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The Badger Herald

Independent Student Newspaper Since 1969

The Badger Herald

Independent Student Newspaper Since 1969

The Badger Herald


Duke steals fairy tale ending from Bulldogs

The Blue Devils followed up their win over West Virginia in the national semifinal (pictured) by beating Butler for the championship.[/media-credit]

INDIANAPOLIS — As Butler’s sophomore forward Gordon Hayward walked away from the scene behind him, Duke players diving on top of each other in a pile just feet from where he’d missed a last-second shot, he knew his team’s historic Final Four run was over.

Of course, a 61-59 loss for his Bulldogs was not the way he wanted it to end.

“I hate losing,” Hayward said. “It’s one of the worst feelings that I have — losing. When I look back on it, I think it’s going to motivate me.”


The pace of the game was frantic. The defense, at times, was sparse. Hayward, the Bulldogs’ leading scorer, posted only four points in the first half, while senior forward Avery Jukes exceeded his season high for points in that period alone with 10.

Butler struggled to maintain that breakneck speed, firing off 3-pointers and scrambling for offensive rebounds.

Meanwhile, the Blue Devils fought for consistency, with senior center Brian Zoubek slowly backing down his defender in the paint and purposeful ball movement from the entire squad.

But for every slow, steady, consistent shot Duke made, the Bulldogs found a way to nip back at the heels of their opponents.

“We wanted it to be a toughness battle, and a fight to the finish, and that’s what we got,” Butler guard Zach Hahn said.

The trend continued in the second half. Every open look the Blue Devils hit was countered with a hard-fought basket. And as the lead swayed back and forth, the Bulldogs looked more and more like the team Butler coach Brad Stevens expected to see that night.

“It was obviously a physical game,” Hayward said. “I feel like we pretty much left it all out there.”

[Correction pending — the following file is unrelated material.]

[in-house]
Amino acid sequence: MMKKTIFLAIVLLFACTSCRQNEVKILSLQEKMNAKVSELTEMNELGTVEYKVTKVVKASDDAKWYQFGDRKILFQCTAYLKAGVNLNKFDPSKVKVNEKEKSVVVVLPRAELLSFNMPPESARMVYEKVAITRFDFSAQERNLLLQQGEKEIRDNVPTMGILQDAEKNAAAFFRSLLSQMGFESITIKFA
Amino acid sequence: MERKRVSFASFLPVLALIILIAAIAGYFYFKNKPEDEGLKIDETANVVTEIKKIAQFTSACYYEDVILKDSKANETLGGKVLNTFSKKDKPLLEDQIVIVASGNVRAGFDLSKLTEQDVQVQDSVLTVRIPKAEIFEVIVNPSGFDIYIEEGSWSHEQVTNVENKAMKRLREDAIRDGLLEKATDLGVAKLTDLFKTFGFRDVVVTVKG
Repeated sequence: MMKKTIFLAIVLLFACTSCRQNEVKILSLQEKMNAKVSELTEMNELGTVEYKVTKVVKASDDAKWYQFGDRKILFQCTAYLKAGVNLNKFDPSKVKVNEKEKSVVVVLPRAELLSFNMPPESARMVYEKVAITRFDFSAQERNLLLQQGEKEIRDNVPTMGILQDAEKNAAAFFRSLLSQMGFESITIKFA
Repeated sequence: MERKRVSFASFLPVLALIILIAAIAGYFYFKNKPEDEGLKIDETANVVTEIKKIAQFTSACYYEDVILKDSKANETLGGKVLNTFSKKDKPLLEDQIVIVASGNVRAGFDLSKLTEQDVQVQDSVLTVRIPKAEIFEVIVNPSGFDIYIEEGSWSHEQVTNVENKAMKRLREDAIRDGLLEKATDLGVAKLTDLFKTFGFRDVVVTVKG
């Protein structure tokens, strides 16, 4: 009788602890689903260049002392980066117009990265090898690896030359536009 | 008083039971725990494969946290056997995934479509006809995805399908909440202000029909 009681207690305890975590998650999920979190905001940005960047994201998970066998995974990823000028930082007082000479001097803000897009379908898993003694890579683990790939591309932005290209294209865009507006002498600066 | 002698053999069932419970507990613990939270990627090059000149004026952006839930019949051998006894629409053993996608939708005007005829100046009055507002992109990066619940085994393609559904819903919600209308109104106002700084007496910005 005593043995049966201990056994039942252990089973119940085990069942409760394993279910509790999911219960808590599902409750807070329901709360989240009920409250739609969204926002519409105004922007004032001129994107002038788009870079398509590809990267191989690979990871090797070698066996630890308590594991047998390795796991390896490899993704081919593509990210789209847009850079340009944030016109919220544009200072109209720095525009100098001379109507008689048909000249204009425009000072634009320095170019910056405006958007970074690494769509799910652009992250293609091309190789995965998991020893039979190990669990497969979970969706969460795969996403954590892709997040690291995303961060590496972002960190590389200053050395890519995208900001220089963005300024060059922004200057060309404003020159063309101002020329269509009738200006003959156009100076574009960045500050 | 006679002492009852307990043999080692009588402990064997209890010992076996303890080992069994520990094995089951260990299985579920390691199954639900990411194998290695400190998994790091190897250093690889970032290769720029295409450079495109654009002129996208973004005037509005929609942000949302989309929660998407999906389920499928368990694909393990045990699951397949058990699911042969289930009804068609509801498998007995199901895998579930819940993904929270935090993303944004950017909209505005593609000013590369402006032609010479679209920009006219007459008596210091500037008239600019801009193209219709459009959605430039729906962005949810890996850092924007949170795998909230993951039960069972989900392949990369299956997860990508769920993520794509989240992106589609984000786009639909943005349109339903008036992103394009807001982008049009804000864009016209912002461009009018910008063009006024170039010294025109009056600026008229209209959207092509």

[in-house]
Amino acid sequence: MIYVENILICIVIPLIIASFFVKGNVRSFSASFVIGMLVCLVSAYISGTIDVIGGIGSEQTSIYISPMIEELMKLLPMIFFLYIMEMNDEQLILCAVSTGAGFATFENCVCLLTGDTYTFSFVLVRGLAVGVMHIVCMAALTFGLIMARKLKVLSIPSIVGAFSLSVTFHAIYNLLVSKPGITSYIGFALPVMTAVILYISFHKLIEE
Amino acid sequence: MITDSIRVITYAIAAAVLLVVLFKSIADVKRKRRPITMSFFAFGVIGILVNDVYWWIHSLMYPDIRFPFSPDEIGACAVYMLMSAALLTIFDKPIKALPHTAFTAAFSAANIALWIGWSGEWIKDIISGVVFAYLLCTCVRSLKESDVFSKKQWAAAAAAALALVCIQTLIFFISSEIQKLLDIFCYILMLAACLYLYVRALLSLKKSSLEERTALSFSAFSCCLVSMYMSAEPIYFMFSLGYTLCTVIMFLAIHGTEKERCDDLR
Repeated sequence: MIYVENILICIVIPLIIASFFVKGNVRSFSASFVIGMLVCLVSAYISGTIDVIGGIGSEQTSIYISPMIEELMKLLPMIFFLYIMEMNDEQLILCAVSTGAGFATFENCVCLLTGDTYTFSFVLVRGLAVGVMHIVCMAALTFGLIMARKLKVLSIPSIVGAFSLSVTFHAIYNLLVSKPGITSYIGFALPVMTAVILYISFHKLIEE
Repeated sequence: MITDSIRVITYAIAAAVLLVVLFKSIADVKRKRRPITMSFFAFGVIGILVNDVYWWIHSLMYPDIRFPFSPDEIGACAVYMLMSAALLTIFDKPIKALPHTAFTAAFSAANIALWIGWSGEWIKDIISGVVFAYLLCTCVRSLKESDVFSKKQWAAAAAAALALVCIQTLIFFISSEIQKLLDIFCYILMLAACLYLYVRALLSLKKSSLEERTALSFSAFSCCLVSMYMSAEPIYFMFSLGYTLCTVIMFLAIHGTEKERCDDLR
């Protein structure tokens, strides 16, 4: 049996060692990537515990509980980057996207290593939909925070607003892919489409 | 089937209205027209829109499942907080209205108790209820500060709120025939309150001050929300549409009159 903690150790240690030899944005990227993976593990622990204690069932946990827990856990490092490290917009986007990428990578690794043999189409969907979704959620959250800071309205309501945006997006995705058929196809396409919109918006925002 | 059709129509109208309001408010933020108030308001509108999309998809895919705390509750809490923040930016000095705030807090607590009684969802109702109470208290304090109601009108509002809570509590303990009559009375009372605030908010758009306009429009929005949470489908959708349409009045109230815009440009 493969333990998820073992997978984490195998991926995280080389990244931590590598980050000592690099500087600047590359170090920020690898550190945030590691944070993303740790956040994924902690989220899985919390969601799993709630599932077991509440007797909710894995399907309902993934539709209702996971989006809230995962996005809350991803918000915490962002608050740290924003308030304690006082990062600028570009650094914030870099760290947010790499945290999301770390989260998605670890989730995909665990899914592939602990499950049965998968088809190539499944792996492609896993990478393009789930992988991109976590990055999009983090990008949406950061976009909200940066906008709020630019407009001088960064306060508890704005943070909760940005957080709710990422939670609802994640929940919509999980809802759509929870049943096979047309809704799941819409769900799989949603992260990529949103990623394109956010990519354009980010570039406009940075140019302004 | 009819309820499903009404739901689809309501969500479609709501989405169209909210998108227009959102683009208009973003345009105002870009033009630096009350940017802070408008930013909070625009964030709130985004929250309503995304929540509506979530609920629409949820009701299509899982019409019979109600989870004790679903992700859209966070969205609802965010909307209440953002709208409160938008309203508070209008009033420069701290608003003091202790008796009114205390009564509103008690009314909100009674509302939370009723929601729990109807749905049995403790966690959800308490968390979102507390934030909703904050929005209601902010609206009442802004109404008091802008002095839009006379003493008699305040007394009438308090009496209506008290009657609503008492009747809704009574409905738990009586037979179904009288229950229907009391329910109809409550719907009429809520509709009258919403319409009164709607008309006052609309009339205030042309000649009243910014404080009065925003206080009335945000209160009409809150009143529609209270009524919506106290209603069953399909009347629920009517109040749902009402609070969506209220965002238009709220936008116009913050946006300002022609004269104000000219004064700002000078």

But just as the game seemed to turn, it stopped. The pace slowed. The scoring died down. And, in the end, the committed and selfless game Butler had wanted to play from the beginning, its earnest effort to win “The Butler Way,” caused the Bulldogs to lose what had kept them close against Duke — raw emotion.

The Bulldogs started to falter, failing to fire back at the Blue Devils. They didn’t make a shot from the floor from the 9:30 mark until the final minute of the game, fighting to stay in the game by way of foul shots. Somehow, at the end of their scoring drought, they were only down by three.

A minute remained. Bulldog forward Matt Howard battled down low, getting position on Zoubek for an easy lay-in. And, all of a sudden, the field goal percentage didn’t matter. The underdog moniker didn’t matter. All that mattered was the 33.7 seconds left on the clock.

It was Butler’s ball. They were down one.

The Bulldogs passed the ball around the perimeter, looking for a chance to penetrate the lane and put themselves ahead for the first time since the 13:35 mark.

Zoubek tipped a pass out of bounds, and Stevens called a timeout. On the first attempt at the inbounds play, nothing was open. Hayward took another timeout for his team.

Less than 14 seconds remained.

Hawyard got the ball off of the inbounds play. He drove to his right, fighting toward the center of the court. He backed down his defender, then stepped off.

The fadeaway shot went up. Hayward watched it go. And he watched it as it hit the rim, bounced off and fell into the hands of Zoubek. As Stevens said, “It looked good all the way.”

“They played good defense and forced me into a tough shot,” Hayward said. “I thought it was a good shot for us — I just missed it long.

“It felt good. Looked good. It just wasn’t there.”

A few seconds later, after Hayward missed a last-second effort that bounced off the backboard and clanked off the rim, it was over.

“There’s not much to say from our end,” Stevens said. “We just came up one possession short in a game with about 140 possessions. It’s hard to stomach when you’re on the wrong end of that.”

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